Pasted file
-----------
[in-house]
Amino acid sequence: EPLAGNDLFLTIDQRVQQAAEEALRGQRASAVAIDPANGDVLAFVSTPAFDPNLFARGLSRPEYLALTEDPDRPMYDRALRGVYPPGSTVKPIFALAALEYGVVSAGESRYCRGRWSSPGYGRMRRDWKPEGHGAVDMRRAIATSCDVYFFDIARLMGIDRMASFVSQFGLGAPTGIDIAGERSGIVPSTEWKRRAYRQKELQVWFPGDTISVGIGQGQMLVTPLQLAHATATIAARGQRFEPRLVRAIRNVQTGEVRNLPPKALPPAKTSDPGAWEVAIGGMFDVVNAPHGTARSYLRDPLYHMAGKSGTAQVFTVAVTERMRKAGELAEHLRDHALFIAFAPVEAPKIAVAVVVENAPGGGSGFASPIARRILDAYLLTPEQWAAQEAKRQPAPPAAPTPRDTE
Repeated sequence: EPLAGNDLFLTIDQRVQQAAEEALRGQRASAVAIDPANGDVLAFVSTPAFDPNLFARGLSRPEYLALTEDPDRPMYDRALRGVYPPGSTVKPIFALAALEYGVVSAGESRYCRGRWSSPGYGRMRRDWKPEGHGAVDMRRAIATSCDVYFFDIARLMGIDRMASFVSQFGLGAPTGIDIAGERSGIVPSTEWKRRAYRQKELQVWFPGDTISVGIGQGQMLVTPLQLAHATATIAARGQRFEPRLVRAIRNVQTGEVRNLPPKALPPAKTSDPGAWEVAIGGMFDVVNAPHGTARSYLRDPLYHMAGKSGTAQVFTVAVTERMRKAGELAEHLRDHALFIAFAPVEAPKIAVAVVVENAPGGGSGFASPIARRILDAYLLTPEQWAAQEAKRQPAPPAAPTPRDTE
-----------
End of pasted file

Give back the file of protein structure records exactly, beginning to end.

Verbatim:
[in-house]
Amino acid sequence: EPLAGNDLFLTIDQRVQQAAEEALRGQRASAVAIDPANGDVLAFVSTPAFDPNLFARGLSRPEYLALTEDPDRPMYDRALRGVYPPGSTVKPIFALAALEYGVVSAGESRYCRGRWSSPGYGRMRRDWKPEGHGAVDMRRAIATSCDVYFFDIARLMGIDRMASFVSQFGLGAPTGIDIAGERSGIVPSTEWKRRAYRQKELQVWFPGDTISVGIGQGQMLVTPLQLAHATATIAARGQRFEPRLVRAIRNVQTGEVRNLPPKALPPAKTSDPGAWEVAIGGMFDVVNAPHGTARSYLRDPLYHMAGKSGTAQVFTVAVTERMRKAGELAEHLRDHALFIAFAPVEAPKIAVAVVVENAPGGGSGFASPIARRILDAYLLTPEQWAAQEAKRQPAPPAAPTPRDTE
Repeated sequence: EPLAGNDLFLTIDQRVQQAAEEALRGQRASAVAIDPANGDVLAFVSTPAFDPNLFARGLSRPEYLALTEDPDRPMYDRALRGVYPPGSTVKPIFALAALEYGVVSAGESRYCRGRWSSPGYGRMRRDWKPEGHGAVDMRRAIATSCDVYFFDIARLMGIDRMASFVSQFGLGAPTGIDIAGERSGIVPSTEWKRRAYRQKELQVWFPGDTISVGIGQGQMLVTPLQLAHATATIAARGQRFEPRLVRAIRNVQTGEVRNLPPKALPPAKTSDPGAWEVAIGGMFDVVNAPHGTARSYLRDPLYHMAGKSGTAQVFTVAVTERMRKAGELAEHLRDHALFIAFAPVEAPKIAVAVVVENAPGGGSGFASPIARRILDAYLLTPEQWAAQEAKRQPAPPAAPTPRDTE